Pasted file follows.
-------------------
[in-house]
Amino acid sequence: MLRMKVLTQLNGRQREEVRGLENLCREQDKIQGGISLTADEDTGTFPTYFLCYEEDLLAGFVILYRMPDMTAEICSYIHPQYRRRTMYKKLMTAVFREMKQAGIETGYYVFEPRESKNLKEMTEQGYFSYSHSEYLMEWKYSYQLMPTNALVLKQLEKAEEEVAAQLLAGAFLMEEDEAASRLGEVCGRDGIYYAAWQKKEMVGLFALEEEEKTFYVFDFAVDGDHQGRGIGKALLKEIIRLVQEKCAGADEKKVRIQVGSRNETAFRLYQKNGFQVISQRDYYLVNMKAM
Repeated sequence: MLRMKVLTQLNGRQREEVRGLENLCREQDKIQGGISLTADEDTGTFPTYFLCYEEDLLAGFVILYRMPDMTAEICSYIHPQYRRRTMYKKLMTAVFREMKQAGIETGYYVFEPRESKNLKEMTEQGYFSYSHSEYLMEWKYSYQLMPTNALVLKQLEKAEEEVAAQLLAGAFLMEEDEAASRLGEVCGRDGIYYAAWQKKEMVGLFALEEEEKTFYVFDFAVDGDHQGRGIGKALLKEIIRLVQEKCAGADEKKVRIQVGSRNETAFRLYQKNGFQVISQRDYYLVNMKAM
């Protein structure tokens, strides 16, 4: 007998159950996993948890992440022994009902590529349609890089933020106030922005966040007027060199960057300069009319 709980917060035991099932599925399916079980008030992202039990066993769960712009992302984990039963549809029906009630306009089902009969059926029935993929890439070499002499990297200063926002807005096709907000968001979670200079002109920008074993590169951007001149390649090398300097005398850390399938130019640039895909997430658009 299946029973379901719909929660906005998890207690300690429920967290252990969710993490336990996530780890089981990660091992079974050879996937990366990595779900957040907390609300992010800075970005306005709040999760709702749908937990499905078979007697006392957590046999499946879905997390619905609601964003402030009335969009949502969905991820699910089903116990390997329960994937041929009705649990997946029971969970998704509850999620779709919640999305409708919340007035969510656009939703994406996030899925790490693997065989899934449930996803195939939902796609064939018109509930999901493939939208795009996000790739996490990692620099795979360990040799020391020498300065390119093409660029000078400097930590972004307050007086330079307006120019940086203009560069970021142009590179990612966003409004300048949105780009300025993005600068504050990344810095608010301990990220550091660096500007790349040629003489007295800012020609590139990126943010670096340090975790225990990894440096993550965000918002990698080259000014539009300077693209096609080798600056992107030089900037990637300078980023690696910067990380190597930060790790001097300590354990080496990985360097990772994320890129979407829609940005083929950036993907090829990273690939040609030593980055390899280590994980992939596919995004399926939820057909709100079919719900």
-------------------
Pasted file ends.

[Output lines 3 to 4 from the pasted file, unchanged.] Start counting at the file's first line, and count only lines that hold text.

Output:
Repeated sequence: MLRMKVLTQLNGRQREEVRGLENLCREQDKIQGGISLTADEDTGTFPTYFLCYEEDLLAGFVILYRMPDMTAEICSYIHPQYRRRTMYKKLMTAVFREMKQAGIETGYYVFEPRESKNLKEMTEQGYFSYSHSEYLMEWKYSYQLMPTNALVLKQLEKAEEEVAAQLLAGAFLMEEDEAASRLGEVCGRDGIYYAAWQKKEMVGLFALEEEEKTFYVFDFAVDGDHQGRGIGKALLKEIIRLVQEKCAGADEKKVRIQVGSRNETAFRLYQKNGFQVISQRDYYLVNMKAM
């Protein structure tokens, strides 16, 4: 007998159950996993948890992440022994009902590529349609890089933020106030922005966040007027060199960057300069009319 709980917060035991099932599925399916079980008030992202039990066993769960712009992302984990039963549809029906009630306009089902009969059926029935993929890439070499002499990297200063926002807005096709907000968001979670200079002109920008074993590169951007001149390649090398300097005398850390399938130019640039895909997430658009 299946029973379901719909929660906005998890207690300690429920967290252990969710993490336990996530780890089981990660091992079974050879996937990366990595779900957040907390609300992010800075970005306005709040999760709702749908937990499905078979007697006392957590046999499946879905997390619905609601964003402030009335969009949502969905991820699910089903116990390997329960994937041929009705649990997946029971969970998704509850999620779709919640999305409708919340007035969510656009939703994406996030899925790490693997065989899934449930996803195939939902796609064939018109509930999901493939939208795009996000790739996490990692620099795979360990040799020391020498300065390119093409660029000078400097930590972004307050007086330079307006120019940086203009560069970021142009590179990612966003409004300048949105780009300025993005600068504050990344810095608010301990990220550091660096500007790349040629003489007295800012020609590139990126943010670096340090975790225990990894440096993550965000918002990698080259000014539009300077693209096609080798600056992107030089900037990637300078980023690696910067990380190597930060790790001097300590354990080496990985360097990772994320890129979407829609940005083929950036993907090829990273690939040609030593980055390899280590994980992939596919995004399926939820057909709100079919719900």